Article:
Courtesy Reuters

The Relevance of Traditional Strategy

It is a somber thought that, at a time when so large a proportion of the human race remains near starvation level, about six percent of the world's resources, or something under $200 billion, is still being devoted to military expenditure, with no serious likelihood of this situation fundamentally changing during the remainder of this century. Social scientists will continue to seek basic causes in the hope of offering total solutions, but at the political working level the explanation is simple enough. Any sovereign state-that is, any community which wishes to maintain a capacity for independent political action-may have to use or indicate its capacity and readiness to use force-functional and purposive violence-to protect itself against coercion by other states. Given the state system, peace is possible only when there is freedom from all fear of coercion; and in the absence of any supranational authority enforcing a universal rule of law, such freedom from fear still depends at least partly on independent or collective military capability. Such is the conventional wisdom which will continue to rule mankind until we develop a viable alternative, or until there develops so strong a global sense of community that coercion, the use of force to impose one's will on others, becomes literally unthinkable. At present, unfortunately, such coercion is by no means unthinkable even within the most stable of communities and the most powerful of sovereign states.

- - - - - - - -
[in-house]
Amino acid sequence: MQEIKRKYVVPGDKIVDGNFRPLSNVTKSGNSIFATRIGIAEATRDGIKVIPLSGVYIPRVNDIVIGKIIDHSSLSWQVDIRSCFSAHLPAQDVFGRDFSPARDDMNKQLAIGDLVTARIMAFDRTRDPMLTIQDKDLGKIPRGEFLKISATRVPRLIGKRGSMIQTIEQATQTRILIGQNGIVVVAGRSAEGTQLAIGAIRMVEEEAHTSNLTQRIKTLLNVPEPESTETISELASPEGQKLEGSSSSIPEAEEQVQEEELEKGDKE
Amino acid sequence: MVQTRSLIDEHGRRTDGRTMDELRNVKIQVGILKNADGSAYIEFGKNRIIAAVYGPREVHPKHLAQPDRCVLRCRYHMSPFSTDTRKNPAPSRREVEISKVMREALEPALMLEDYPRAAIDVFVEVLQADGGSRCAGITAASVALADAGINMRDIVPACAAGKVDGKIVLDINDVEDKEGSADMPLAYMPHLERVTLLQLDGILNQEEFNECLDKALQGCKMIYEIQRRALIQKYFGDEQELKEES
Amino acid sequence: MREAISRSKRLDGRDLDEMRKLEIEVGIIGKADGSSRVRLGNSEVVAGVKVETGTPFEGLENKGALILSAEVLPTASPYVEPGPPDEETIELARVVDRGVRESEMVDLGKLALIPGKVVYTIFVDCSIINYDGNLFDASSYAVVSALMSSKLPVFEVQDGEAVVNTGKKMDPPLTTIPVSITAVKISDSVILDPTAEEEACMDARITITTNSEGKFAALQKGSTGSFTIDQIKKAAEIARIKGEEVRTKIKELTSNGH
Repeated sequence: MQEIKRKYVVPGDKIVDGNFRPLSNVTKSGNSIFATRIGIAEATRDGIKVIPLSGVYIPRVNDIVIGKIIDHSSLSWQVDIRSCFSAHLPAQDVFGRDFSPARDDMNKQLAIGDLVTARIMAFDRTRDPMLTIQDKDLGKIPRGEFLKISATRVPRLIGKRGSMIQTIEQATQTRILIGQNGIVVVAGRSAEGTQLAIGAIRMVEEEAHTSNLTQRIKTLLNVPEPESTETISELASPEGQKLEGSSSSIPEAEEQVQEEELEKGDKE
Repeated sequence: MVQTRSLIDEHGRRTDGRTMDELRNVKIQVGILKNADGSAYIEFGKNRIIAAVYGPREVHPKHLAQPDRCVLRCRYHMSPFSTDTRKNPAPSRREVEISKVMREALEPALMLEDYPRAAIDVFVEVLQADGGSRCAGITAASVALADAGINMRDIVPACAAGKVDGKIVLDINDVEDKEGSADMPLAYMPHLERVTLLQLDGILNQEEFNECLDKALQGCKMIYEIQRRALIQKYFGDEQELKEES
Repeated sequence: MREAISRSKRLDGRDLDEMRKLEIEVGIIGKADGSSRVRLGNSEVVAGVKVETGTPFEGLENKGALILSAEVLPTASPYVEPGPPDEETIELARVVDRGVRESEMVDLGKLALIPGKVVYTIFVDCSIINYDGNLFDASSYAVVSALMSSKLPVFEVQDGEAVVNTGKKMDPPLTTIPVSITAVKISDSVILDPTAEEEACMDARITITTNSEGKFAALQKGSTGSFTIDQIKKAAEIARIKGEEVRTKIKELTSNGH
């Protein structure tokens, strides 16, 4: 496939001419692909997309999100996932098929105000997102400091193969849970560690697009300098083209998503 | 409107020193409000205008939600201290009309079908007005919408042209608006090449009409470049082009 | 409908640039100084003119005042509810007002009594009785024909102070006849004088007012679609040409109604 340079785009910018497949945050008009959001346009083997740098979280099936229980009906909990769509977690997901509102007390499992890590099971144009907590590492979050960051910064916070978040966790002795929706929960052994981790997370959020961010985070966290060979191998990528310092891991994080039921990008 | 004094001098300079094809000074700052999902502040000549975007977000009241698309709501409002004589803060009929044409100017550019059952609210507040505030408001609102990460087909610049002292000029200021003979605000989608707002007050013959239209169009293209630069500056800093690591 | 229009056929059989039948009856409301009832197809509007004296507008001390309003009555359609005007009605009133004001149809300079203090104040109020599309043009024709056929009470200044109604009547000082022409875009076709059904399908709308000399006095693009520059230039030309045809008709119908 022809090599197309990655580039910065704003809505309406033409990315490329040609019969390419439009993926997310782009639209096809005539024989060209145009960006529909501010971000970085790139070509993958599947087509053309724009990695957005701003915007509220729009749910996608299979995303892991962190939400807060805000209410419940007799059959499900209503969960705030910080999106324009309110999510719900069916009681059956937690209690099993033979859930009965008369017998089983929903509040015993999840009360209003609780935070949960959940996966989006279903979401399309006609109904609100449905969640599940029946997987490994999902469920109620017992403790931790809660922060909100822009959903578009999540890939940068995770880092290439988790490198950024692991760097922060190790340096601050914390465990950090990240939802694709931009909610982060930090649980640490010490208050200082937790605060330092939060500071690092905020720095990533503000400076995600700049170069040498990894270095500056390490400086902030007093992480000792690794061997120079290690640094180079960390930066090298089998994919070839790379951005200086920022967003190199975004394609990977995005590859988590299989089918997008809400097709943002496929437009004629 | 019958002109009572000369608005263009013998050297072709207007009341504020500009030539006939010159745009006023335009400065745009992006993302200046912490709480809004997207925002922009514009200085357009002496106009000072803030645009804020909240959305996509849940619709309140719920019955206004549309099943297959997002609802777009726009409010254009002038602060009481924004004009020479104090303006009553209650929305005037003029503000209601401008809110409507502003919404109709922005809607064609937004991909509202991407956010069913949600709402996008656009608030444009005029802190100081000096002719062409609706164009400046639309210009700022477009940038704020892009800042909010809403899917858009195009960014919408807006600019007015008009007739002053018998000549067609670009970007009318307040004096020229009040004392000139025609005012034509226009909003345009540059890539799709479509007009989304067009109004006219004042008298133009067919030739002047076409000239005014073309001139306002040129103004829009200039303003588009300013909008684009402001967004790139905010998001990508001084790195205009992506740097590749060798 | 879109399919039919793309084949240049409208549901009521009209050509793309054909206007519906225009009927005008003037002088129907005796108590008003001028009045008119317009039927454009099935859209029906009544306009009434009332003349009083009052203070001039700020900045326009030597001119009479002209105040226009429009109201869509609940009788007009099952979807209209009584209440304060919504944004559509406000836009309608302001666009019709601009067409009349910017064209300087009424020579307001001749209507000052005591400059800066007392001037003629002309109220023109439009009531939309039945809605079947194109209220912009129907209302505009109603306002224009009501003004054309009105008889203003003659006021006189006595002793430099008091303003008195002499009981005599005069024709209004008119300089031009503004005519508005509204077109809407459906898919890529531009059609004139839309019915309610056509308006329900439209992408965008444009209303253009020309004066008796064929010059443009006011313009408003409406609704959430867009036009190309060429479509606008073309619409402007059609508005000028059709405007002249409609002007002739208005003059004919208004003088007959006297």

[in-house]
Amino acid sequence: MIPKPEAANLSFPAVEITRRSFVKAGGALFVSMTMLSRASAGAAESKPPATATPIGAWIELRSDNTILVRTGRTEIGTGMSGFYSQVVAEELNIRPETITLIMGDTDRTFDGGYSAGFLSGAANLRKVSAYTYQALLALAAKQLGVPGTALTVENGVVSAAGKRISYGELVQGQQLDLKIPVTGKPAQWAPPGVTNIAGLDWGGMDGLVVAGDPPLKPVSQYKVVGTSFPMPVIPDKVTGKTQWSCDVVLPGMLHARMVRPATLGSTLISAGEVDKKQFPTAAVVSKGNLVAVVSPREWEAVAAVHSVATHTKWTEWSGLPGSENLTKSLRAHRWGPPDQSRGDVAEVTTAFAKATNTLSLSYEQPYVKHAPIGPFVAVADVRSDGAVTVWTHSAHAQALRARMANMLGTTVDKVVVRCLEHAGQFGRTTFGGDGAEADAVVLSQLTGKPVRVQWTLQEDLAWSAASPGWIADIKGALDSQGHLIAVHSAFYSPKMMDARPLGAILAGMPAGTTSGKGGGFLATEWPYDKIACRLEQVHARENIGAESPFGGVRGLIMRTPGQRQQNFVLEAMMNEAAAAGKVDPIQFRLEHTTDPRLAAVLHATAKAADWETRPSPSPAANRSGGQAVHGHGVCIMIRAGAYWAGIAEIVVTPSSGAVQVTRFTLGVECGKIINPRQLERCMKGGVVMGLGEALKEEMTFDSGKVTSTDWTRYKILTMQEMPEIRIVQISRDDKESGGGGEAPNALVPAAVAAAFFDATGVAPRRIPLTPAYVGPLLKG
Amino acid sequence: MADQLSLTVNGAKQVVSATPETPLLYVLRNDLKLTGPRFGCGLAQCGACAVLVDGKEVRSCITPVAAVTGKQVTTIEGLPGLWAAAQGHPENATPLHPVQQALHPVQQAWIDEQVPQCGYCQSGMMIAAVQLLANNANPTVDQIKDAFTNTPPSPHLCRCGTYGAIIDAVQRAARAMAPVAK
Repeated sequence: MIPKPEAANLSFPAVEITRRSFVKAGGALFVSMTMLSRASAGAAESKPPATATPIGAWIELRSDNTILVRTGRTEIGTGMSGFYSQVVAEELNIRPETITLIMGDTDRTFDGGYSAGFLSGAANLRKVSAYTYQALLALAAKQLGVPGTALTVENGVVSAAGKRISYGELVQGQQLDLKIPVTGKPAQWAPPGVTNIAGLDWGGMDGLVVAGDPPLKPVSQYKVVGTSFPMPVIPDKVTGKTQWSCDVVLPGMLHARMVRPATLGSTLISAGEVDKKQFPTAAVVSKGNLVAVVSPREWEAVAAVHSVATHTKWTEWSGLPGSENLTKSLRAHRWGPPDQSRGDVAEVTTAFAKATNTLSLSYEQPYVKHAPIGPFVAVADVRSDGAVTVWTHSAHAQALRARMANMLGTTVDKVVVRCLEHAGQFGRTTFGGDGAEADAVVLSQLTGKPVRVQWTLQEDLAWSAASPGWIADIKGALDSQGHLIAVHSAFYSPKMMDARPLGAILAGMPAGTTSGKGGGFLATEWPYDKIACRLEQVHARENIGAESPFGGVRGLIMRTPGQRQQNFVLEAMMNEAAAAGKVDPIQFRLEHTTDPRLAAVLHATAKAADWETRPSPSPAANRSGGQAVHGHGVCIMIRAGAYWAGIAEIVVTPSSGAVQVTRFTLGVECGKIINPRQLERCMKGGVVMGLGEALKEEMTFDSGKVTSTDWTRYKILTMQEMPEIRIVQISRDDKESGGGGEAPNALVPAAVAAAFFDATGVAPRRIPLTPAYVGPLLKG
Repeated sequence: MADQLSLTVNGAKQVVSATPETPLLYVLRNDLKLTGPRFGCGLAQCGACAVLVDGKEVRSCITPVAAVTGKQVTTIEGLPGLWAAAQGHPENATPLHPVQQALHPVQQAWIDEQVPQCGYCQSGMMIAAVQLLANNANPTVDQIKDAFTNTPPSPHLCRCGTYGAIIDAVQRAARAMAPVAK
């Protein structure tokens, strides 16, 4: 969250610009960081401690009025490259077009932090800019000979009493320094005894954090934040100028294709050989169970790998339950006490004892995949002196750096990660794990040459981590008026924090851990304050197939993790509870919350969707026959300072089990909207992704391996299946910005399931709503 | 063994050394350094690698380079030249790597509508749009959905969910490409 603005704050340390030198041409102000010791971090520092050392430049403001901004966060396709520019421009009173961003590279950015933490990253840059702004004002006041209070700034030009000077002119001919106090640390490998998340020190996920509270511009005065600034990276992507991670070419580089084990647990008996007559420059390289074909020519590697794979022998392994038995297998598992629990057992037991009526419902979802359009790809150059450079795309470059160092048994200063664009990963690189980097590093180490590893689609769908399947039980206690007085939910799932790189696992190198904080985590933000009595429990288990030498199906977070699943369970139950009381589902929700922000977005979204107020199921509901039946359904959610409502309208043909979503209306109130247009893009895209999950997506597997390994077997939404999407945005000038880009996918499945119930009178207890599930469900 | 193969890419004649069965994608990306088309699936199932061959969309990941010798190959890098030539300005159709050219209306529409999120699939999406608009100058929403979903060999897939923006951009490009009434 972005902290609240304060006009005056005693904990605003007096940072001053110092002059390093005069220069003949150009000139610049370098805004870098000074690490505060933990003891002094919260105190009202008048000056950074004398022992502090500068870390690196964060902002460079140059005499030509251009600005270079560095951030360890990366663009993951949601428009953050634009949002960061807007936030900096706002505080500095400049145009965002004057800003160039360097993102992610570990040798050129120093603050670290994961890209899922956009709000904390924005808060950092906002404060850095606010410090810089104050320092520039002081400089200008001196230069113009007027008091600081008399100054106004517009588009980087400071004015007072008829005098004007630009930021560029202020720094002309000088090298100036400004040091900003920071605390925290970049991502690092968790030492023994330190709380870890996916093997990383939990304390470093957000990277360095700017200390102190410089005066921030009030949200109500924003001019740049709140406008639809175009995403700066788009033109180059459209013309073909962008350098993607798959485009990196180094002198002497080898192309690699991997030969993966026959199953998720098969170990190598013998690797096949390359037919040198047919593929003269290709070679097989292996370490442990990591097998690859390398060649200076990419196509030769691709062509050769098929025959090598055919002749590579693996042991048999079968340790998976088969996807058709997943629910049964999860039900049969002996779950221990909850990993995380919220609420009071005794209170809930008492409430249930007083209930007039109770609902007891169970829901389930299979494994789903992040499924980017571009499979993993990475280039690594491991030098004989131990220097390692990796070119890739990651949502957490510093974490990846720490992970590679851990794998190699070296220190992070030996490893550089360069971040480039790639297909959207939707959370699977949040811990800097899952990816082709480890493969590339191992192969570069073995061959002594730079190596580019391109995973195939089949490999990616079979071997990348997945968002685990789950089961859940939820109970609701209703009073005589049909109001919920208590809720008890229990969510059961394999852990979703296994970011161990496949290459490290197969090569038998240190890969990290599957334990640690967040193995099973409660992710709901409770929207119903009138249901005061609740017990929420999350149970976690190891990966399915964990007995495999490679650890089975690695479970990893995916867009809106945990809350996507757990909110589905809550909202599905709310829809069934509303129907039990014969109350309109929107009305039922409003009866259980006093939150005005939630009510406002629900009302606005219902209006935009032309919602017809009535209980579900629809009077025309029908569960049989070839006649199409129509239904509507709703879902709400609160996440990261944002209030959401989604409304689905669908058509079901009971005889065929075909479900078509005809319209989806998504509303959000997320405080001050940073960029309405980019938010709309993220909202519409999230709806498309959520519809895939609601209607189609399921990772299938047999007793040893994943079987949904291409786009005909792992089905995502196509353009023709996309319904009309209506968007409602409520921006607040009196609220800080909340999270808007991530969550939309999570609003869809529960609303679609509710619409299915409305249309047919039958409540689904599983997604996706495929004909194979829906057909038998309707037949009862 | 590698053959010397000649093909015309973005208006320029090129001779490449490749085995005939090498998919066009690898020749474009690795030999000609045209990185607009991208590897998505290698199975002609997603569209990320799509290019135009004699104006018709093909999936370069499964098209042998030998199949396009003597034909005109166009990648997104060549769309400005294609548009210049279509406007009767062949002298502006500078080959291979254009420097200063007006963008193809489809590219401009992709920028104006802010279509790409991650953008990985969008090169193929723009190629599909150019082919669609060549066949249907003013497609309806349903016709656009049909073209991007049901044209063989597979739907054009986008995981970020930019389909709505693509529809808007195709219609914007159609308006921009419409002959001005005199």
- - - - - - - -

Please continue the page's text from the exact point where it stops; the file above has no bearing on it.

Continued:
Military strategy is organized coercion. It can be defensive or offensive: either posture involves the use or threatened use of force to compel an adversary to abandon his preferred course of action and conform to one's will. The traditional object of military operations was to force one's opponent into a position where the only alternatives open to him were compliance with one's own demands or acceptance of an intolerable level of destruction, extending even to total annihilation-whether of his armed forces, or his social system, or both. Against a very weak adversary it might not be necessary to use

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